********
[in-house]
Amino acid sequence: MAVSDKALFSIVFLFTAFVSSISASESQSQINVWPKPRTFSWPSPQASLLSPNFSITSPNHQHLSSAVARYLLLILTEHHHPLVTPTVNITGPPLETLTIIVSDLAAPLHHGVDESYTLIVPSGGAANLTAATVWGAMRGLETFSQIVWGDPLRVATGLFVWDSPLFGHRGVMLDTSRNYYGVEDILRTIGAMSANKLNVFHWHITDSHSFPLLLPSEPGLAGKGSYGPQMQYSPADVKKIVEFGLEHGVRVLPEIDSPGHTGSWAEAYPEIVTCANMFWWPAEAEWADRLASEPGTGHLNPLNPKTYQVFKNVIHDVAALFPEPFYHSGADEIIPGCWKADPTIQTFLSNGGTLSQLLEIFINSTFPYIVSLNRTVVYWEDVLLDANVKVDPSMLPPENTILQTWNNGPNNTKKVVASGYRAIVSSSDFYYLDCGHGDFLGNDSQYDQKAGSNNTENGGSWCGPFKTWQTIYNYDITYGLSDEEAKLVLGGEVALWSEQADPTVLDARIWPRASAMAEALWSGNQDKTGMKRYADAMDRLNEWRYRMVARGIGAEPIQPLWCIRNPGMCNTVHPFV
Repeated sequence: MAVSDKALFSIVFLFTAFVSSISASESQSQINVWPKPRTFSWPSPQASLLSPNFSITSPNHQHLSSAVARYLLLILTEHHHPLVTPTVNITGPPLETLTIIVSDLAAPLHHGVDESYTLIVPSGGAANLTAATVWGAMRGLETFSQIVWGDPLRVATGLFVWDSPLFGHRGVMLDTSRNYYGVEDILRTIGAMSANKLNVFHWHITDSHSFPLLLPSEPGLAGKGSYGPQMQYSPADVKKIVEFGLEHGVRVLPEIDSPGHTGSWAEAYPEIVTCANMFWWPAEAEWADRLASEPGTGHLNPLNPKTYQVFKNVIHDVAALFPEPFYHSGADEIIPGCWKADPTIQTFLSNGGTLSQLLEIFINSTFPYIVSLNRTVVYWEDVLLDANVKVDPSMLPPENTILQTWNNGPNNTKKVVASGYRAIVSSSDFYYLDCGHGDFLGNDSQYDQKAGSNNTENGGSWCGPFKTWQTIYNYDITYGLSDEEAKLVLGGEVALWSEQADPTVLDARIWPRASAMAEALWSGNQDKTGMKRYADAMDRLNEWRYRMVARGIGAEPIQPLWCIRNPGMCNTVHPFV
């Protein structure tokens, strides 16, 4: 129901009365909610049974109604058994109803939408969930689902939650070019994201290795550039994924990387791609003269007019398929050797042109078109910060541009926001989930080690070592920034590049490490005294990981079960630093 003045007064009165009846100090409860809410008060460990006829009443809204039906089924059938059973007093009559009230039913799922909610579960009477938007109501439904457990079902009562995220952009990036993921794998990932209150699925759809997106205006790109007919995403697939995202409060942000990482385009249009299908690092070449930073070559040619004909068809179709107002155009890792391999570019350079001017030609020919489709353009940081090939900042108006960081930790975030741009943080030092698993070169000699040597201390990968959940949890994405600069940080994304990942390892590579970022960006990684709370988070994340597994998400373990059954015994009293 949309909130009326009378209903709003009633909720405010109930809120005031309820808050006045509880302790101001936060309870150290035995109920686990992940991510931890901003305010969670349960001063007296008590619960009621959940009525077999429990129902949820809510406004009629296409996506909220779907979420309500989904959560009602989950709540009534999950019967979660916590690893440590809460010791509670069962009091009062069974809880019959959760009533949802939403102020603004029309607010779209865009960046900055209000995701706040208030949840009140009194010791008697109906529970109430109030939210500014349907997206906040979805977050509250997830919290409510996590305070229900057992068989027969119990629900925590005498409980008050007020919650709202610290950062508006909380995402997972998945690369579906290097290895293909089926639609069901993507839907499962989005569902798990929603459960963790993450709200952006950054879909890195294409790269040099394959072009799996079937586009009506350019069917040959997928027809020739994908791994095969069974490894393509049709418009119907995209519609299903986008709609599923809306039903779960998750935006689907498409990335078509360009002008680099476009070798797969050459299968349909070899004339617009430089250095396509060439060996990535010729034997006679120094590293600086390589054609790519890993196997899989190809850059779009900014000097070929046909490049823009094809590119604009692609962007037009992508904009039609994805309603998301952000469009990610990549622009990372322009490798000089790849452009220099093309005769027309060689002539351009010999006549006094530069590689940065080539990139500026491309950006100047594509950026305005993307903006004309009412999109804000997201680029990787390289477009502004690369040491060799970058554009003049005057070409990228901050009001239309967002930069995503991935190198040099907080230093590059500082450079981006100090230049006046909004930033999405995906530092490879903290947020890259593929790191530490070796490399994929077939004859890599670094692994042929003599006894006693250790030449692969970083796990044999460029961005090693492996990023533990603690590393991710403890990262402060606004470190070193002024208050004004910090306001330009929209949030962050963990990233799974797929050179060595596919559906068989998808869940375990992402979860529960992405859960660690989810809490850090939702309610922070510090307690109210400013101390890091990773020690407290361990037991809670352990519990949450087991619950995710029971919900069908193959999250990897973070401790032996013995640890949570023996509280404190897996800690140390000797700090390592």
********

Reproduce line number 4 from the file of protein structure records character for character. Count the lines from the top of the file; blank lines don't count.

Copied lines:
């Protein structure tokens, strides 16, 4: 129901009365909610049974109604058994109803939408969930689902939650070019994201290795550039994924990387791609003269007019398929050797042109078109910060541009926001989930080690070592920034590049490490005294990981079960630093 003045007064009165009846100090409860809410008060460990006829009443809204039906089924059938059973007093009559009230039913799922909610579960009477938007109501439904457990079902009562995220952009990036993921794998990932209150699925759809997106205006790109007919995403697939995202409060942000990482385009249009299908690092070449930073070559040619004909068809179709107002155009890792391999570019350079001017030609020919489709353009940081090939900042108006960081930790975030741009943080030092698993070169000699040597201390990968959940949890994405600069940080994304990942390892590579970022960006990684709370988070994340597994998400373990059954015994009293 949309909130009326009378209903709003009633909720405010109930809120005031309820808050006045509880302790101001936060309870150290035995109920686990992940991510931890901003305010969670349960001063007296008590619960009621959940009525077999429990129902949820809510406004009629296409996506909220779907979420309500989904959560009602989950709540009534999950019967979660916590690893440590809460010791509670069962009091009062069974809880019959959760009533949802939403102020603004029309607010779209865009960046900055209000995701706040208030949840009140009194010791008697109906529970109430109030939210500014349907997206906040979805977050509250997830919290409510996590305070229900057992068989027969119990629900925590005498409980008050007020919650709202610290950062508006909380995402997972998945690369579906290097290895293909089926639609069901993507839907499962989005569902798990929603459960963790993450709200952006950054879909890195294409790269040099394959072009799996079937586009009506350019069917040959997928027809020739994908791994095969069974490894393509049709418009119907995209519609299903986008709609599923809306039903779960998750935006689907498409990335078509360009002008680099476009070798797969050459299968349909070899004339617009430089250095396509060439060996990535010729034997006679120094590293600086390589054609790519890993196997899989190809850059779009900014000097070929046909490049823009094809590119604009692609962007037009992508904009039609994805309603998301952000469009990610990549622009990372322009490798000089790849452009220099093309005769027309060689002539351009010999006549006094530069590689940065080539990139500026491309950006100047594509950026305005993307903006004309009412999109804000997201680029990787390289477009502004690369040491060799970058554009003049005057070409990228901050009001239309967002930069995503991935190198040099907080230093590059500082450079981006100090230049006046909004930033999405995906530092490879903290947020890259593929790191530490070796490399994929077939004859890599670094692994042929003599006894006693250790030449692969970083796990044999460029961005090693492996990023533990603690590393991710403890990262402060606004470190070193002024208050004004910090306001330009929209949030962050963990990233799974797929050179060595596919559906068989998808869940375990992402979860529960992405859960660690989810809490850090939702309610922070510090307690109210400013101390890091990773020690407290361990037991809670352990519990949450087991619950995710029971919900069908193959999250990897973070401790032996013995640890949570023996509280404190897996800690140390000797700090390592």